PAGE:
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20200703
20200703In 1940, with Britain fearing invasion, an anonymous book appeared. Its attack on the government's 'guilty men' caused uproar. Eight years on, Phil Tinline explores the benefits and pitfalls of naming and blaming, then and now.

In late May 1940, as reporters got back to Fleet Street with the first interviews with survivors of the Dunkirk evacuation, three journalists - one of them the young Michael Foot - met on the roof of the Express building in Fleet Street. They decided they had to find a way to attack the ministers who had sent "heroes" into battle without "a fair chance".

They planned to hammer out a book, and publish it anonymously. Guilty Men was written in four days, and rushed it into print in less than a month.

It caused outrage for its denunciation of the ministers charged with failing to prepare sufficiently for war, and was promptly banned by the main bookshops. This was great free publicity. By the end of the year, it had sold 200,000 copies.

The book was so successful it kicked off a series of attacks on the old guard which ran through the war. It did not succeed in driving the Guilty Men from office. But it was crucial to establishing the idea that the 1930s was a time of government failure and timidity, driven by budgetary austerity, which brought the country to the brink of disaster - with ordinary people on the front lines paying the price.

Yet there is a twist – the book was far too lenient on the journalists' boss, Lord Beaverbrook, and on left-wing anti-war sentiment in the 1930s, in which Foot himself played a part. And for decades, it has been attacked by historians as unfair and simplistic.

So, Phil asks, should Guilty Men just remind us that polemics are a vital way to call out those who have done great harm, and to get rid of old thinking? Or should it also warn us that they can land too much blame on some, let others off the hook - and don’t necessarily help us avoid repeating our mistakes?

Phil explores how this played out in the Brexit debate - and how it might now play out as we process the impact of Covid-19.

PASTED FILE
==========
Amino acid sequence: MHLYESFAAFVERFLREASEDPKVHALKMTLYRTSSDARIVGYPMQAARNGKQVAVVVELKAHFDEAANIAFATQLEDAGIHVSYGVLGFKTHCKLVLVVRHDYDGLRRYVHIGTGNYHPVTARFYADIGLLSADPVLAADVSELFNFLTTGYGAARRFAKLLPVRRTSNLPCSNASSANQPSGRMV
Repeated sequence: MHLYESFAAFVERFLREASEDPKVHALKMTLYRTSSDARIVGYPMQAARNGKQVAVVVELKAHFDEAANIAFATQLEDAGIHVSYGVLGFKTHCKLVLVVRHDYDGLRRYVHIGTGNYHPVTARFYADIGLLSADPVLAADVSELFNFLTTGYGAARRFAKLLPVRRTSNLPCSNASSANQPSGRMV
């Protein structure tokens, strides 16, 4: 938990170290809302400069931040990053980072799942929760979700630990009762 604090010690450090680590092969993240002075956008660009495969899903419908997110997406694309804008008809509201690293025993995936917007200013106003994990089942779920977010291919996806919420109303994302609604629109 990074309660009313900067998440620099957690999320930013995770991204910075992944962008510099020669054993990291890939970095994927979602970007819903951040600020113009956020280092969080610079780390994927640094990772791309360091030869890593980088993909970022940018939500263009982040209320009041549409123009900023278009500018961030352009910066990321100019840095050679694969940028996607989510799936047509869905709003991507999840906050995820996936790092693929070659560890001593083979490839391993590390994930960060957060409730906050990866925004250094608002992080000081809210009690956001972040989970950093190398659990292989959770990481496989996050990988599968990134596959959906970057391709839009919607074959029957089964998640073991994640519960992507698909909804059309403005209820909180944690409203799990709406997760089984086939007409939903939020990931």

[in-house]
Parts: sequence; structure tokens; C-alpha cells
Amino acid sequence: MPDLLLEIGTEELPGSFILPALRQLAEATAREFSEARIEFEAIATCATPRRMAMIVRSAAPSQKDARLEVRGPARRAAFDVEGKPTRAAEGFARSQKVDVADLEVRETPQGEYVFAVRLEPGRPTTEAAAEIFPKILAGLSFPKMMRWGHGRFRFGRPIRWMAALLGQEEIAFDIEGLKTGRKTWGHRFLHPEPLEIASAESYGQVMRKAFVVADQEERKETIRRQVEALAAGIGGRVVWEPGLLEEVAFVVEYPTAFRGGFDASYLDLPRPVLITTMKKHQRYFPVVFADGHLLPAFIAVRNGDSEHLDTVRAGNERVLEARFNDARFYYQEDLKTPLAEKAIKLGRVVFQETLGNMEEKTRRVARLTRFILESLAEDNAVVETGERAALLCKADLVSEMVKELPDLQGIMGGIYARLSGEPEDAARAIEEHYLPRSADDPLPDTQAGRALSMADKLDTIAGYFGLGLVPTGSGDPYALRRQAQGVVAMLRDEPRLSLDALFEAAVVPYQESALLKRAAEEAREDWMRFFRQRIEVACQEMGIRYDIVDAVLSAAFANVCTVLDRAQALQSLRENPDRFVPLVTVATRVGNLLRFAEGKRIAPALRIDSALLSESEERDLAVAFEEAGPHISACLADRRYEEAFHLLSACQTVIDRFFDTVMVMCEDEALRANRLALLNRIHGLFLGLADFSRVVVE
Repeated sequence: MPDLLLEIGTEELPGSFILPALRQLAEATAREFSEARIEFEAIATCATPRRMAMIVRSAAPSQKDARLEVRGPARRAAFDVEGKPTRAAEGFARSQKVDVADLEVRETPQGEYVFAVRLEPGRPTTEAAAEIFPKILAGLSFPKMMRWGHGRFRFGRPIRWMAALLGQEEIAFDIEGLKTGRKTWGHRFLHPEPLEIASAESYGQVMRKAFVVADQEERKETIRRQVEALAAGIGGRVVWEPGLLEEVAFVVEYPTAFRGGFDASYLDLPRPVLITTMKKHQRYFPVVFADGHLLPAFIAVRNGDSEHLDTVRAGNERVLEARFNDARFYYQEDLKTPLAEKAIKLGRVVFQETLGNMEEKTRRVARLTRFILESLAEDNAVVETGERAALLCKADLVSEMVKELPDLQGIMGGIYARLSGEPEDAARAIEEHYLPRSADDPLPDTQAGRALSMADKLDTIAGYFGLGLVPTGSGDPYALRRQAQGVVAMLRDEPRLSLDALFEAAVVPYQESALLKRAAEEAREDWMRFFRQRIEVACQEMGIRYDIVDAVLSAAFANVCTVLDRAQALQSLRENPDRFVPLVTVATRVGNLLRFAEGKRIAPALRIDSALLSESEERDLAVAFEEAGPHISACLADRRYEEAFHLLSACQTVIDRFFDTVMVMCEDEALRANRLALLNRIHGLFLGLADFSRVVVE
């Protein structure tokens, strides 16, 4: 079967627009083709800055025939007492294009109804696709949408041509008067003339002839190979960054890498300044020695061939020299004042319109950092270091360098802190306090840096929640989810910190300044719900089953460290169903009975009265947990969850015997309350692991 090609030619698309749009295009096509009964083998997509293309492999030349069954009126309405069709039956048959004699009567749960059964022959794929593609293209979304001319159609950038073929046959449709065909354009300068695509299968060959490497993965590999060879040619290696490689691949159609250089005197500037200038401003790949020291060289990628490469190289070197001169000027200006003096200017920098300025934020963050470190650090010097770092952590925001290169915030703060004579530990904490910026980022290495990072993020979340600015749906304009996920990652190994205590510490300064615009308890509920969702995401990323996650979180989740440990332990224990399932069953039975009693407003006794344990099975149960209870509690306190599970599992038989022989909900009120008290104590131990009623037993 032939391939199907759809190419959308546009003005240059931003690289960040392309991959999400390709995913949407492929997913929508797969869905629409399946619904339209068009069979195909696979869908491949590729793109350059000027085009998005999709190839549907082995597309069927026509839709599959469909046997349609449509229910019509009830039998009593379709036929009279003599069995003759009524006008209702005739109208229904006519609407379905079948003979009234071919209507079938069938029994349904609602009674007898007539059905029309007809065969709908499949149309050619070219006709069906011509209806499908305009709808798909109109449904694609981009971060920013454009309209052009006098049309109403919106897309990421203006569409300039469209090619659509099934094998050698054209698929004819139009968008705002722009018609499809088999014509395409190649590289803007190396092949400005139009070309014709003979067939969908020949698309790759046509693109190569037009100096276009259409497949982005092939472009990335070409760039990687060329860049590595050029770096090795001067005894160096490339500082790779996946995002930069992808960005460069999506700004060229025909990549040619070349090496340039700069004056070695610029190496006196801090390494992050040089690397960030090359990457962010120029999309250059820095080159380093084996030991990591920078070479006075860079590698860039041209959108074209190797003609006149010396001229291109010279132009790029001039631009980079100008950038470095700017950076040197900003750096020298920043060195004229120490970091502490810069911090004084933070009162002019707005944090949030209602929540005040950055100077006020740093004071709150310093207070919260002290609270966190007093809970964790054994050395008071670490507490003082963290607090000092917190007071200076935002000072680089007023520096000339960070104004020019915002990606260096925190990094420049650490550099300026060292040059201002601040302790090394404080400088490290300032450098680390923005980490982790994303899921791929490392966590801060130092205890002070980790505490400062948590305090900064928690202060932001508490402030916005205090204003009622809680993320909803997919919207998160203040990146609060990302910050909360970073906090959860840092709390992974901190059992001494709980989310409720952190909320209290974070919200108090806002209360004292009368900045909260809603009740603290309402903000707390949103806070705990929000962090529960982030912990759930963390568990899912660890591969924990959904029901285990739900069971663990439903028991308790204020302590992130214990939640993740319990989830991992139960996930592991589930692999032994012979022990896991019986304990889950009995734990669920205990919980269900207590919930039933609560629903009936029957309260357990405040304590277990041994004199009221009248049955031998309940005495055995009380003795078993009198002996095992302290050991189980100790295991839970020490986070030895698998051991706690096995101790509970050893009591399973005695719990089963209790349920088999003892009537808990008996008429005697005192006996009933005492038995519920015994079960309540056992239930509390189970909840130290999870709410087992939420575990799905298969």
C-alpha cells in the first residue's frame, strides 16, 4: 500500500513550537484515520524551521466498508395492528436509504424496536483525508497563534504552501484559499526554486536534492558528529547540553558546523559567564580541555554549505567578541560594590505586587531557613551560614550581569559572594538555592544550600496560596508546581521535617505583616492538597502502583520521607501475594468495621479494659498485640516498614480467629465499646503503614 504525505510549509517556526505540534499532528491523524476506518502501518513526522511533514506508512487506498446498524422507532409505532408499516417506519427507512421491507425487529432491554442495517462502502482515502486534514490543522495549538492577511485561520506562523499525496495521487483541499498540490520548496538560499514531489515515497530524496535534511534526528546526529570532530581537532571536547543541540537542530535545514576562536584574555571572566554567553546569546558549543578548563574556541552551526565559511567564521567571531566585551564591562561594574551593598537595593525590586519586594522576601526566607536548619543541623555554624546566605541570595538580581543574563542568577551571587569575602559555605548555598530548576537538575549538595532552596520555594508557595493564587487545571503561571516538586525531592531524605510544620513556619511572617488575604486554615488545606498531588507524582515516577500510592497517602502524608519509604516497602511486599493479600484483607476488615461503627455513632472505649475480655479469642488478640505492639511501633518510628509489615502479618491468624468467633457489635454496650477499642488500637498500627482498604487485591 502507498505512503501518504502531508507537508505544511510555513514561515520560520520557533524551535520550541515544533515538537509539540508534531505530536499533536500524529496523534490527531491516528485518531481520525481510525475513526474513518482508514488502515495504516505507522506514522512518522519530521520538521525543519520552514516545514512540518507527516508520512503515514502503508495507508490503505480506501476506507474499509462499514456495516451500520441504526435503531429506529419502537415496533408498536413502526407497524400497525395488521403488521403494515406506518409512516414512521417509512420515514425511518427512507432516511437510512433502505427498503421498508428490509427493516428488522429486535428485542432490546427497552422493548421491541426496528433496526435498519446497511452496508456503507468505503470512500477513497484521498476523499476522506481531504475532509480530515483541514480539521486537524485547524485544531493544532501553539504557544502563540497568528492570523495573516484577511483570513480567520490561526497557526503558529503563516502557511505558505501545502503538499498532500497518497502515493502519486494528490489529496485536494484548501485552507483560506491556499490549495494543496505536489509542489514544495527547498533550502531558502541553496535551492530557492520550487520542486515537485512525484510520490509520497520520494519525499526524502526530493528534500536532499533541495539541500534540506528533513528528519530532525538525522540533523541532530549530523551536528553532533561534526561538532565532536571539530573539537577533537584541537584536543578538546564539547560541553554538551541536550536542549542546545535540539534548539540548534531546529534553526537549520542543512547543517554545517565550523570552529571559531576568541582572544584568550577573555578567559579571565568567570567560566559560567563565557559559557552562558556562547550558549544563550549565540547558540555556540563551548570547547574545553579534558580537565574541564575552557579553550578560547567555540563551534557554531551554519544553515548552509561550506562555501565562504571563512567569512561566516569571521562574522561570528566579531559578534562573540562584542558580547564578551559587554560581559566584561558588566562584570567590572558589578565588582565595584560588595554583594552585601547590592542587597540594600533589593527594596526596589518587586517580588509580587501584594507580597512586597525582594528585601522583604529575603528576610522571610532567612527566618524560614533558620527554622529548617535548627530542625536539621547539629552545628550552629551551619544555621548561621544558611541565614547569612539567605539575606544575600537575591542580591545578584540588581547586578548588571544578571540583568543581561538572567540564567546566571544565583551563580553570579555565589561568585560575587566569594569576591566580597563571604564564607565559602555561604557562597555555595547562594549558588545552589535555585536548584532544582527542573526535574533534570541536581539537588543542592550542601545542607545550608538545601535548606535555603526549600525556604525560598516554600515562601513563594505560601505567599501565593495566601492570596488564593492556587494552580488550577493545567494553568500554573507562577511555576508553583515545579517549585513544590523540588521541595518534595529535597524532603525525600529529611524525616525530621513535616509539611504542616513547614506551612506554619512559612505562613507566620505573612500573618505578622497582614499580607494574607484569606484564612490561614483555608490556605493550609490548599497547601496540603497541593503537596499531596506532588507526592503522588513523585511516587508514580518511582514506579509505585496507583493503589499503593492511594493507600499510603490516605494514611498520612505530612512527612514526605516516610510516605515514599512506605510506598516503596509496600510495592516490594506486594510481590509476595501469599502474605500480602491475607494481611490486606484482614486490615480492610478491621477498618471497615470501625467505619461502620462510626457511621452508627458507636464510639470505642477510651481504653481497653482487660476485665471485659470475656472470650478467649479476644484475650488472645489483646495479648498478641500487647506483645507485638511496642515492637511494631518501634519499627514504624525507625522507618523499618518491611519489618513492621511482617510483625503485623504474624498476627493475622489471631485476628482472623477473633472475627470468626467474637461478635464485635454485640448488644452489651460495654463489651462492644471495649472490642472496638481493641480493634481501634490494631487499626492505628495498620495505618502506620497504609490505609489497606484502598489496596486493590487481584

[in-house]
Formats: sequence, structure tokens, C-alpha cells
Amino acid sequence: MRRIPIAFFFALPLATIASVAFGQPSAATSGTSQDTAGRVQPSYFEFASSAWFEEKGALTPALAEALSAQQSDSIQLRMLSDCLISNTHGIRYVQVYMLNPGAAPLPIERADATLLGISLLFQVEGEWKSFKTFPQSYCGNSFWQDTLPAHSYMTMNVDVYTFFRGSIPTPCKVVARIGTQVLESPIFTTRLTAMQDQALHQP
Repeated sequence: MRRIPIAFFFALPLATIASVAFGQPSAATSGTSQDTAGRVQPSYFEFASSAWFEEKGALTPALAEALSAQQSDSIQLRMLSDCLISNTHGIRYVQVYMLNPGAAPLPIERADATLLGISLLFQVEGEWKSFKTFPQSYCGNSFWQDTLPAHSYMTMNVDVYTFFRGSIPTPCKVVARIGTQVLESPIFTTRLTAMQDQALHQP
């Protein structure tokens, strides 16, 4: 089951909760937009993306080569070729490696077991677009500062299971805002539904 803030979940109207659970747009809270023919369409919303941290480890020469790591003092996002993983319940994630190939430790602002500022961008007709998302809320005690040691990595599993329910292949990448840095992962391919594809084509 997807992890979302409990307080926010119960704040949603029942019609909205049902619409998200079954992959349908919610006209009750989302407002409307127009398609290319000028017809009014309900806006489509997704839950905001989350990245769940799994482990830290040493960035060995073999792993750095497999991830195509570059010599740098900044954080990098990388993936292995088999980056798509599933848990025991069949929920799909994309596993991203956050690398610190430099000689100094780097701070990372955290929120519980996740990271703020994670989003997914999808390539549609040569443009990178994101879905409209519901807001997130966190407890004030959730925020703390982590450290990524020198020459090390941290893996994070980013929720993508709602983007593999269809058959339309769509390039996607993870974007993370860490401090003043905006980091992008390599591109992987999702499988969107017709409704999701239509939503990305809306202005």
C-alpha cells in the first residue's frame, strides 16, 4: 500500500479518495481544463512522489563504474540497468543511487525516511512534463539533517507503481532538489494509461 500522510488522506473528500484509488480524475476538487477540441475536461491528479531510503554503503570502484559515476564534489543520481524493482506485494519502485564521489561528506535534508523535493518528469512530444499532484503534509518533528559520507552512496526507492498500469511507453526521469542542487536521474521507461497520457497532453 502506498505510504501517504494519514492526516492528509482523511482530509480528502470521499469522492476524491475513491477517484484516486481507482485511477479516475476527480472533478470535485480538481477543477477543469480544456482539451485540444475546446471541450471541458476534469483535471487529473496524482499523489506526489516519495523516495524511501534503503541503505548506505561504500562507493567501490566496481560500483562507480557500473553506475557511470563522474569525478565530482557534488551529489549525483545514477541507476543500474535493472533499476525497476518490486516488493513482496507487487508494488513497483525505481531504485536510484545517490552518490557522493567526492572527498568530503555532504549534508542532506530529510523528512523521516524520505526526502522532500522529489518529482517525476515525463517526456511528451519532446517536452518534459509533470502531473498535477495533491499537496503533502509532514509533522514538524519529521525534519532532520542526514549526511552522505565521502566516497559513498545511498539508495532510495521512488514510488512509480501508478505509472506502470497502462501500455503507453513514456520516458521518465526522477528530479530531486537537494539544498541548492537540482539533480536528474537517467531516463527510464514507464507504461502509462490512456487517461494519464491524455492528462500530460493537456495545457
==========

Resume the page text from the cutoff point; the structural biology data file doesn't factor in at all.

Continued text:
Contributors include: Ruth Dudley Edwards, Peter Oborne, Anthony Seldon, Dominic Frisby, Steve Fielding

Presenter/ Producer: Phil Tinline

In 1940, an attack on the 'guilty' in government caused uproar. What can it tell us today?

2020070320200727 (R4)In 1940, with Britain fearing invasion, an anonymous book appeared. Its attack on the government's 'guilty men' caused uproar. Eighty years on, Phil Tinline explores the benefits and pitfalls of naming and blaming, then and now.

In late May 1940, as reporters got back to Fleet Street with the first interviews with survivors of the Dunkirk evacuation, three journalists - one of them the young Michael Foot - met on the roof of the Express building in Fleet Street. They decided they had to find a way to attack the ministers who had sent "heroes" into battle without "a fair chance".

They planned to hammer out a book, and publish it anonymously. Guilty Men was written in four days, and rushed it into print in less than a month.

It caused outrage for its denunciation of the ministers charged with failing to prepare sufficiently for war - and sold over 200,000 copies.

It was crucial to establishing the idea that the 1930s was a time of government failure and timidity, driven by budgetary austerity, which brought the country to the brink of disaster - with ordinary people on the front lines paying the price.

Yet there is a twist – the book was far too lenient on the journalists' boss, Lord Beaverbrook, and on left-wing anti-war sentiment in the 1930s, in which Foot himself played a part. And for decades, it has been attacked by historians as unfair and simplistic.

So, Phil asks, should Guilty Men just remind us that polemics are a vital way to call out those who have done great harm, and to get rid of old thinking? Or should it also warn us that they can land too much blame on some, let others off the hook - and don’t necessarily help us avoid repeating our mistakes?

Phil explores how this played out in the Brexit debate - and how it might now play out as we process the impact of Covid-19.

Contributors include: Ruth Dudley Edwards, Peter Oborne, Anthony Seldon, Dominic Frisby, Steve Fielding, Alan Allport

Presenter/ Producer: Phil Tinline

In 1940, an attack on the 'guilty' in government caused uproar. What can it tell us today?